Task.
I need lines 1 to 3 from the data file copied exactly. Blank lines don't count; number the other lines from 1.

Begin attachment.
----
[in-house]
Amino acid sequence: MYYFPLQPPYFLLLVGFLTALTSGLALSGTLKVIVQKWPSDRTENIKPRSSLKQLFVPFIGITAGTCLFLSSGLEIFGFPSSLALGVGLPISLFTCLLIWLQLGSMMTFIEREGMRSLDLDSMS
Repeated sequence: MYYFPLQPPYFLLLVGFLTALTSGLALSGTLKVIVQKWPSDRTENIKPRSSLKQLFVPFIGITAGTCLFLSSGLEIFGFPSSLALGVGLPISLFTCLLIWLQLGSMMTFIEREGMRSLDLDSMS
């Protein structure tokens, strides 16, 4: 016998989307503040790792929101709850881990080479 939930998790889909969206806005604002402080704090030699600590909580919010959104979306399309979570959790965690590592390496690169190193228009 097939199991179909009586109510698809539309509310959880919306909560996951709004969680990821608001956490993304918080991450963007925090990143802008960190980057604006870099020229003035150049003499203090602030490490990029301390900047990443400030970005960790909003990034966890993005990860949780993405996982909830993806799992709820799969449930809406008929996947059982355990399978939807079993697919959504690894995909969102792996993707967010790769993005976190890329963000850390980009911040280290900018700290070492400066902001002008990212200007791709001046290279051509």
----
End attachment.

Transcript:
[in-house]
Amino acid sequence: MYYFPLQPPYFLLLVGFLTALTSGLALSGTLKVIVQKWPSDRTENIKPRSSLKQLFVPFIGITAGTCLFLSSGLEIFGFPSSLALGVGLPISLFTCLLIWLQLGSMMTFIEREGMRSLDLDSMS
Repeated sequence: MYYFPLQPPYFLLLVGFLTALTSGLALSGTLKVIVQKWPSDRTENIKPRSSLKQLFVPFIGITAGTCLFLSSGLEIFGFPSSLALGVGLPISLFTCLLIWLQLGSMMTFIEREGMRSLDLDSMS